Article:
A white bread cycle producing the same product using the same ingredients has been default programme and the first baking programme in all my bread machines. However, please check the settings on your bread machine to be certain to choose the white bread setting.
This recipe closely tracks the recipe for plain white bread that came with the first bread machine I purchased in 2001.
An important aspect this recipe is to add the ingredients in the order listed, particularly the water and milk mix first, then the flour, and then the rest, especially if you will be using the delayed baking function. Also, the original source recipe stressed the importance of keeping a certain distance between the salt and the yeast.
Note that in making this recipe for this post, I turned on the bread machine to run right away on the standard white bread cycle that takes three hours; however, many machine models offer a delayed start function, for instance to allow for the preparation of the ingredients the night before, and having the bread ready at a later time the following morning.
Making the bread:
Six ounces of water were measured out in a measuring cup:
Six ounces of milk were measured out, and added directly to the water in the measuring cup:
The microwave oven (1200W) was set to one minute:
… and the water and milk mixture was warmed up in the microwave oven:
The warmed up water and milk mixture was transferred to the (cleaned) bread machine basket:
Four cups of flour were measured out:
… and the flour was transferred to the bread machine basket, fully covering the water and milk mixture:
Four tablespoons of sugar were measured out:
… and the sugar was transferred to the bread machine basket, on top of the other ingredients:
A teaspoon and a half of salt were measured out:
… and the salt was transferred to the bread machine basket with the other ingredients:
Margarine was taken out, and two dollops of margarine were spooned out of the container:
The margarine was transferred to the bread machine basket with the other ingredients:
Three quarters of a teaspoon of bread machine yeast was measured out …
… and the bread machine yeast was transferred to the the bread machine basket:
At this point, all the ingredients were in the bread machine basket, and the bread machine basket was placed in the bread machine:
The white bread setting was chosen (programme #1 on my bread machine), and for a two pound loaf; the programme was started, without delay:
The lid was shut, and the bread machine was allowed to do its work.
Three hours later, the bread was ready …
The baked bread was gingerly shaken out of the bread machine basket:
The baked bread loaf was placed upright on a trivet to allow it to cool:
A baking tray was taken out:
Once the bread had cooled, I began slicing the loaf of bread …
… using a bread slicer with a guide, to allow for consistent slices of bread:
The bread slices were placed on the baking tray:
A sheet of plastic wrap was placed on top of the layer of sliced bread:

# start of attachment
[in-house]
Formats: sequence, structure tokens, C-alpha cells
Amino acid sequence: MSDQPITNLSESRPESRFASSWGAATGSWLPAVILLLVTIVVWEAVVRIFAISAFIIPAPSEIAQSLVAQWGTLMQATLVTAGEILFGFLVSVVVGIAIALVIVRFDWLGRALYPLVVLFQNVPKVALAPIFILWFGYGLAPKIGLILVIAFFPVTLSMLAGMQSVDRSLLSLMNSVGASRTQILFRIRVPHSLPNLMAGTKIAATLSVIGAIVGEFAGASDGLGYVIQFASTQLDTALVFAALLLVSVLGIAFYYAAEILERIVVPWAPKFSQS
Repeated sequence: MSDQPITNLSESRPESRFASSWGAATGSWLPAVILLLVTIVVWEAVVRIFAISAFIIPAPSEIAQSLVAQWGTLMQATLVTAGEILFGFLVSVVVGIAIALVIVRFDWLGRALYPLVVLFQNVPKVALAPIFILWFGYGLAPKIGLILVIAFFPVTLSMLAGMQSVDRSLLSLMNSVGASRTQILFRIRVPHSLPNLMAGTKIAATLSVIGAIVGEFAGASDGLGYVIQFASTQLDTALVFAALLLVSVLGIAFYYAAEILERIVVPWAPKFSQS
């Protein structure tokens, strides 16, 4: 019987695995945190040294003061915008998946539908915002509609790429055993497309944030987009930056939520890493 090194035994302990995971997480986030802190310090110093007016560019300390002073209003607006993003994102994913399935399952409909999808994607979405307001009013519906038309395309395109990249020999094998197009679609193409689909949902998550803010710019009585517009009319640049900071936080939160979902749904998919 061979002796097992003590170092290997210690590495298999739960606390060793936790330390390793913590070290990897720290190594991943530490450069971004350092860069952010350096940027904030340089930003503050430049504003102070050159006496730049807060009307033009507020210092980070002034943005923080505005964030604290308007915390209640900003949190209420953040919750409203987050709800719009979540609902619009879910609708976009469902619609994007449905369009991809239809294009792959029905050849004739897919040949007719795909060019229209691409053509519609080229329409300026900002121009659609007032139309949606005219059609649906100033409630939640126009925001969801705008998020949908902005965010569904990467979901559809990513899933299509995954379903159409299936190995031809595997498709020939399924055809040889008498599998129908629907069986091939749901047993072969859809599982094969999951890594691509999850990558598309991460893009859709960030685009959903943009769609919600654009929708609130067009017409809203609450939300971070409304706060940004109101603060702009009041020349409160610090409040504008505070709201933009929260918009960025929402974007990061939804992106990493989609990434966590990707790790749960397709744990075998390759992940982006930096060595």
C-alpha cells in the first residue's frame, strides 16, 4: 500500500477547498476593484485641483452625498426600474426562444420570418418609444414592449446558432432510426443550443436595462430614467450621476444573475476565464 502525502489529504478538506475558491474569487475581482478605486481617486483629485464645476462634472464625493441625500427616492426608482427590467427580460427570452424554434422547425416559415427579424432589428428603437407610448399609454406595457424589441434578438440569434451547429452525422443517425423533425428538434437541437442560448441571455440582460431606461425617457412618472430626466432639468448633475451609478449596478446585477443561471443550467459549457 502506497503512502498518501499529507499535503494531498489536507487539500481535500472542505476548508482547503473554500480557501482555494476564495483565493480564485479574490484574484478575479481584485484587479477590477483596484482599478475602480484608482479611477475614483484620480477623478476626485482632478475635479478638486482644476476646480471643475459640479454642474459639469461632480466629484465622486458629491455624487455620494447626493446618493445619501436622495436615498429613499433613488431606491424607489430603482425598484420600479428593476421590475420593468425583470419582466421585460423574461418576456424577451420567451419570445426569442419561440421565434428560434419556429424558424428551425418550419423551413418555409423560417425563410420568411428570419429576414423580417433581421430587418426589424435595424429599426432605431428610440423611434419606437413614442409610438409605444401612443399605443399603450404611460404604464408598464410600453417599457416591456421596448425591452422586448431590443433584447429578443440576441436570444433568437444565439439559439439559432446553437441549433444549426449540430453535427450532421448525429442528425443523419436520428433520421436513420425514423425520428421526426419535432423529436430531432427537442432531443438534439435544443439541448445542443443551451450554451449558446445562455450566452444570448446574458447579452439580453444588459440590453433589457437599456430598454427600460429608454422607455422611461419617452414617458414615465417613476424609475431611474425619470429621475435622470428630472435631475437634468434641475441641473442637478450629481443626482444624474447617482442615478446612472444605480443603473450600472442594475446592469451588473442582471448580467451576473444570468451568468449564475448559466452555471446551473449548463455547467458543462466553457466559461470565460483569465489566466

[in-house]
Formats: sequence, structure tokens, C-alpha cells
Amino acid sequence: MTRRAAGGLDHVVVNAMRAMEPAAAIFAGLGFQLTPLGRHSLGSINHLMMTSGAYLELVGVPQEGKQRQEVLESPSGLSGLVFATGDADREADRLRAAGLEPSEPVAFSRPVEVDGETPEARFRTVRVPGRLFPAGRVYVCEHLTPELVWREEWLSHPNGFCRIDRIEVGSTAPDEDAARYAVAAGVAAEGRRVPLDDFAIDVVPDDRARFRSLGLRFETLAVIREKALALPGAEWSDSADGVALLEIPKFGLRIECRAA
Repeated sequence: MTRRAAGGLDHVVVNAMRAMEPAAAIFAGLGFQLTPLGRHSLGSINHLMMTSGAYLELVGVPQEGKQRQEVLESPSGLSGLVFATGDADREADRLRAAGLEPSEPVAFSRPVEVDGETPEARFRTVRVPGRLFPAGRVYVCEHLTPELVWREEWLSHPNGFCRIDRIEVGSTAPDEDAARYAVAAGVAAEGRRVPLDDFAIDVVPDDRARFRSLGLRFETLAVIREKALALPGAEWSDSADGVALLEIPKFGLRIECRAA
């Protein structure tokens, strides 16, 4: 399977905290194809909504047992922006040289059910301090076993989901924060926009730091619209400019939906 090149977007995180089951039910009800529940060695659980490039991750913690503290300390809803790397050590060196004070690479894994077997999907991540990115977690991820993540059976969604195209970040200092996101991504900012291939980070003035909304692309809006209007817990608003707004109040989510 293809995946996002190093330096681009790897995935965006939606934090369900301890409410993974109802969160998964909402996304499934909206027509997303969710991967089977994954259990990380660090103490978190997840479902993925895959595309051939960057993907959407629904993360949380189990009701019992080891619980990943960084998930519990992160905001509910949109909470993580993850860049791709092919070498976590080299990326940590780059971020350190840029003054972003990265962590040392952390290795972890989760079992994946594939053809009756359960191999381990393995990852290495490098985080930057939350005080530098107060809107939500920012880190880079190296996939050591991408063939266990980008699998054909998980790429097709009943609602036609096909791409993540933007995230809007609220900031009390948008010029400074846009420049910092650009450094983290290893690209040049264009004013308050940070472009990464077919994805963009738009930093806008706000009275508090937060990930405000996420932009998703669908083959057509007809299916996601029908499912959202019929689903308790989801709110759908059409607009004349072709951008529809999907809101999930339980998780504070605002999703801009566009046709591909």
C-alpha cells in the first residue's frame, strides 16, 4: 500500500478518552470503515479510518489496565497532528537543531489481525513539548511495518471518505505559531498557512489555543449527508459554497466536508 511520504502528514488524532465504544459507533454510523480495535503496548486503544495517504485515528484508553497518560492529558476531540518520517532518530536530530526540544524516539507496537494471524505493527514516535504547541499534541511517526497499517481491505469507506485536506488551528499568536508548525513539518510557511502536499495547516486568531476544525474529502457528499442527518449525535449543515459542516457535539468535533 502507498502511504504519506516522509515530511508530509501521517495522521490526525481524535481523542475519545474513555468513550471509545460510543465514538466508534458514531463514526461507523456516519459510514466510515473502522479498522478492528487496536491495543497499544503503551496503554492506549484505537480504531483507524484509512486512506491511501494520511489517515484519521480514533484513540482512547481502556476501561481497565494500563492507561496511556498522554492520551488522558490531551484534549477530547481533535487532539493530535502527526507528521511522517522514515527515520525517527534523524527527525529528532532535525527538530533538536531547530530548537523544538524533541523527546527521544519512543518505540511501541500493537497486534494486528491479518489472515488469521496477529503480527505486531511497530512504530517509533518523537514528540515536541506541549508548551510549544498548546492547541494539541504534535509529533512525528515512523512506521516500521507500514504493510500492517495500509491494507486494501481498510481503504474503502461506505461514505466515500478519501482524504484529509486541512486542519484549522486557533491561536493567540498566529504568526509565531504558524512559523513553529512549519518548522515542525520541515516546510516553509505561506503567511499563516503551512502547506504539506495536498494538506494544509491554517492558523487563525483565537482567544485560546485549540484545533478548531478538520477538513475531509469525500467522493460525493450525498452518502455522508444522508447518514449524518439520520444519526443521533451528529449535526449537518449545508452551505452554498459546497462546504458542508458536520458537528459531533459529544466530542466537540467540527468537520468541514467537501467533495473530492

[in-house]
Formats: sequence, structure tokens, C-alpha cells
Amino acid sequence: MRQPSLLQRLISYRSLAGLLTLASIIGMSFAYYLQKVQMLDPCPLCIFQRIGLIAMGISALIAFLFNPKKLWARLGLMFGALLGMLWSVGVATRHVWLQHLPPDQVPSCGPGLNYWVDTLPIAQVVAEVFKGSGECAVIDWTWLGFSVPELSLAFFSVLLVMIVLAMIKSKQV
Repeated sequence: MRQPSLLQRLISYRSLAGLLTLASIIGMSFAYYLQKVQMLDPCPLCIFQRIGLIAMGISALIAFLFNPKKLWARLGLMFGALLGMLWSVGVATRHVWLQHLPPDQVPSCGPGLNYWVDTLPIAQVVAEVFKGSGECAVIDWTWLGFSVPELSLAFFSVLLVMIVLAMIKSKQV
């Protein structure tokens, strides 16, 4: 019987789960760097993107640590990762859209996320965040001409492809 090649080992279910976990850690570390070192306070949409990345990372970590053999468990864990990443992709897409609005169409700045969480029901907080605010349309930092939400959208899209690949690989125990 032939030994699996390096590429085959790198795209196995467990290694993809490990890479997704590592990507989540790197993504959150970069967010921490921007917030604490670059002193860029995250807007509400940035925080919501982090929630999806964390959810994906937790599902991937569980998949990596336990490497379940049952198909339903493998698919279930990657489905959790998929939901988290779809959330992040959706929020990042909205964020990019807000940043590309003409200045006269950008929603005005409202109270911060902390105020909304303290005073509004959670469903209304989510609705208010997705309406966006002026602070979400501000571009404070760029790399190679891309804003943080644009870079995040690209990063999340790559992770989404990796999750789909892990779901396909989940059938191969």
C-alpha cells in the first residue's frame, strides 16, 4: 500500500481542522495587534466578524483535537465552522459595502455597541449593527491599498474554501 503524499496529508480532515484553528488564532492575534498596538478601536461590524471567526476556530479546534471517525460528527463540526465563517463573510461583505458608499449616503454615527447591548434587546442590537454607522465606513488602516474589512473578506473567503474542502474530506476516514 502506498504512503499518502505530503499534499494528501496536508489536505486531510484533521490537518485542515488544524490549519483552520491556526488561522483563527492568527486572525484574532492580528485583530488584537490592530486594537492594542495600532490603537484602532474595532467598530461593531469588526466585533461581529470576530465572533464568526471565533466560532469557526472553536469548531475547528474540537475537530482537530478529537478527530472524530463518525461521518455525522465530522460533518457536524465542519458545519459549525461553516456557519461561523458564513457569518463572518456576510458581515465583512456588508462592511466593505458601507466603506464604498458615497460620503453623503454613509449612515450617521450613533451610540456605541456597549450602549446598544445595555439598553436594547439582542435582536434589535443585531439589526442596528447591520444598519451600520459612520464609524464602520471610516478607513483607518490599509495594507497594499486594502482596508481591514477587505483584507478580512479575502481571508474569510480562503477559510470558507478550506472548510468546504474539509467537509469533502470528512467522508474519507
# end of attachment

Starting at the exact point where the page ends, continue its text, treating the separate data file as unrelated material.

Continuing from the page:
The loaf was fully sliced, and the bread slices alternated with plastic wrap:
The tray of bread slices was placed in the freezer:
The crumbs created from the slicing were placed into a container with other bread crumbs and dried bread pieces, for future use in other recipes:
… and when the bread was frozen, I placed the bread slices in freezer bags:
The bags of bread slices were placed back in the freezer to have for when I want to make sandwiches and the like.
I normally keep cooked meatballs in the freezer for use with pasta dishes such as spaghetti, or eat them on their own along with other foods.
I have no recollection of why I chose to add peas, corn, or rice to the mix when I began making these meatballs many years ago, other than presumably at the time I thought that their addition was a good idea, and that incidentally doing so helped make more meatballs with the same amount of ground beef; as for the onions and egg, I have always liked onions with ground beef, and the egg acts as a binding agent to help keep the meatballs together, especially while cooking.
Making the meatballs:
A mixing bowl was placed on a kitchen scale, and the kitchen scale was set to zero:
Two pounds of ground beef were measured out:
The bowl of ground beef was put aside for a moment.
An onion was taken out:
The onion was cleaned and trimmed:
The onion was sliced thinly:
The onion was then chopped somewhat finely:
The chopped onion was transferred to the mixing bowl with the ground beef:
An egg was taken out:
The egg was cracked into the mixing bowl:
Frozen peas were measured out:
The frozen peas were added to the mixing bowl:
Since I didn’t have any frozen corn kernels on hand, I separated out some corn kernels from a bag of frozen mixed vegetables:
The frozen kernel corn was added to the mixing bowl:
Rice was measured out:
The rice was added to the mixing bowl:
Salt was measured out:
…. and the salt was added to the mixing bowl:
The ingredients were thoroughly mixed together by hand:
An electric skillet was turned on (as well as a stove burner for my cast iron skillet for the meatballs that wouldn’t fit in the electric skillet):
The meat mix was formed into balls from 1-1/2″ to 2″ in diameter, which were placed in the electric skillet (as well as a cast iron skillet off camera), with enough spacing between them to allow for easier manipulation later when turning them over:
As each side of the meatballs were cooked, the meatballs were turned over to cook on another side …
… and the meatballs were turned over again to cook yet on another side:
When the meatballs were fully cooked …
… the meatballs were transferred to a cookie baking sheet, somewhat spread apart from each other to allow for quicker cooling in the freezer …
… and the cookie baking sheet with the meatballs was placed in the freezer to cool the meatballs and begin to freeze the meatballs:
A clean, resealable freezer bag was re-labeled to reflect the new contents, meatballs of course:
Once partly frozen, the meatballs were placed in the freezer bag:
… and the bag of yummy meatballs was placed in the freezer for future eating.
Margarine was taken out and some taken up with a knife:
A frozen slice of bread — not two as called for in my recipe, because the bread I make in a bread machine is tall enough to justify cutting it in half when making sandwiches (see below) — was taken out, and the margarine was spread on it: